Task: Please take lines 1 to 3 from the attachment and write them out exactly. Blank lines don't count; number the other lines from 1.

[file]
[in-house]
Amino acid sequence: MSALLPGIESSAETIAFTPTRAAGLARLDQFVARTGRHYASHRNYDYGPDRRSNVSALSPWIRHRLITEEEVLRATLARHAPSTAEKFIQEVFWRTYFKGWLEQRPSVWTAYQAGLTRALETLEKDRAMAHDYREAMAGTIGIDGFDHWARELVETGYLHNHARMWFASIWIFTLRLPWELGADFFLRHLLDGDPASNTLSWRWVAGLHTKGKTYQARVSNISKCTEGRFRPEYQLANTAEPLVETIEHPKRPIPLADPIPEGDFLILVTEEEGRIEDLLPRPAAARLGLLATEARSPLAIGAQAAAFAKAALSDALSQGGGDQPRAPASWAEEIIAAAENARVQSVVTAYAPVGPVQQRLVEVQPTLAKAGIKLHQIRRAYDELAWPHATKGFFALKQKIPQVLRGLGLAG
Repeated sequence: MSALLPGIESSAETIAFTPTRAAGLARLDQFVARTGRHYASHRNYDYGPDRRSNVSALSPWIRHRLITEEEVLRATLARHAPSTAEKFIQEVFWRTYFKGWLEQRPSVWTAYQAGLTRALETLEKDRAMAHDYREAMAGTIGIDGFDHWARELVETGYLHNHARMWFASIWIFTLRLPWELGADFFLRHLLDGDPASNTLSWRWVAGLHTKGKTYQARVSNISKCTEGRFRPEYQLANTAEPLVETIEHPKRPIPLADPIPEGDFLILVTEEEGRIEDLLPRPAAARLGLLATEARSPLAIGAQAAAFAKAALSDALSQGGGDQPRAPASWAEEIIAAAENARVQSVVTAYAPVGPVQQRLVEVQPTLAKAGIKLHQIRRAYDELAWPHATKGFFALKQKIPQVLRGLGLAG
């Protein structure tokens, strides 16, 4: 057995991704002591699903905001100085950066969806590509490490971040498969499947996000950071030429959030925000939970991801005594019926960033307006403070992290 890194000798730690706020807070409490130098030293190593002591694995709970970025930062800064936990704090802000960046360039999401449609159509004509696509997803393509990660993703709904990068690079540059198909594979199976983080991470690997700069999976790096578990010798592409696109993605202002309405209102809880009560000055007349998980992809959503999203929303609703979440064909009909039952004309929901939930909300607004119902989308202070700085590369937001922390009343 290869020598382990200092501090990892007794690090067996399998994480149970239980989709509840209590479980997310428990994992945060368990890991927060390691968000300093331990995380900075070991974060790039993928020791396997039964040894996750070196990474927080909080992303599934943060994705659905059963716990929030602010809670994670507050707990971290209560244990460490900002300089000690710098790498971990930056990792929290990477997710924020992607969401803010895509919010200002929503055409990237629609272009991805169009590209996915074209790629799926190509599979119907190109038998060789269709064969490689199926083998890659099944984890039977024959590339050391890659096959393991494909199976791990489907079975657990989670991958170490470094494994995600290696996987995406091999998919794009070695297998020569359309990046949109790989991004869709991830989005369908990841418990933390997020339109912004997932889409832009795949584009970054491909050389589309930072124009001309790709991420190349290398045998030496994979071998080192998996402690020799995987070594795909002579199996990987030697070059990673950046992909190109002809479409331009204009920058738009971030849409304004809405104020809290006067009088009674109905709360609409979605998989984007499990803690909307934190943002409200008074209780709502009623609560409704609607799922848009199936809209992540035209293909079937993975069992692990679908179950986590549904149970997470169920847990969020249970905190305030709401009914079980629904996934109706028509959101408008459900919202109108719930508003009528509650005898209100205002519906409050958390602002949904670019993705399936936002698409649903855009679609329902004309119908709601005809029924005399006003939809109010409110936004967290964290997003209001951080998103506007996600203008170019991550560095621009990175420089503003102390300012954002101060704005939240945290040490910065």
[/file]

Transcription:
[in-house]
Amino acid sequence: MSALLPGIESSAETIAFTPTRAAGLARLDQFVARTGRHYASHRNYDYGPDRRSNVSALSPWIRHRLITEEEVLRATLARHAPSTAEKFIQEVFWRTYFKGWLEQRPSVWTAYQAGLTRALETLEKDRAMAHDYREAMAGTIGIDGFDHWARELVETGYLHNHARMWFASIWIFTLRLPWELGADFFLRHLLDGDPASNTLSWRWVAGLHTKGKTYQARVSNISKCTEGRFRPEYQLANTAEPLVETIEHPKRPIPLADPIPEGDFLILVTEEEGRIEDLLPRPAAARLGLLATEARSPLAIGAQAAAFAKAALSDALSQGGGDQPRAPASWAEEIIAAAENARVQSVVTAYAPVGPVQQRLVEVQPTLAKAGIKLHQIRRAYDELAWPHATKGFFALKQKIPQVLRGLGLAG
Repeated sequence: MSALLPGIESSAETIAFTPTRAAGLARLDQFVARTGRHYASHRNYDYGPDRRSNVSALSPWIRHRLITEEEVLRATLARHAPSTAEKFIQEVFWRTYFKGWLEQRPSVWTAYQAGLTRALETLEKDRAMAHDYREAMAGTIGIDGFDHWARELVETGYLHNHARMWFASIWIFTLRLPWELGADFFLRHLLDGDPASNTLSWRWVAGLHTKGKTYQARVSNISKCTEGRFRPEYQLANTAEPLVETIEHPKRPIPLADPIPEGDFLILVTEEEGRIEDLLPRPAAARLGLLATEARSPLAIGAQAAAFAKAALSDALSQGGGDQPRAPASWAEEIIAAAENARVQSVVTAYAPVGPVQQRLVEVQPTLAKAGIKLHQIRRAYDELAWPHATKGFFALKQKIPQVLRGLGLAG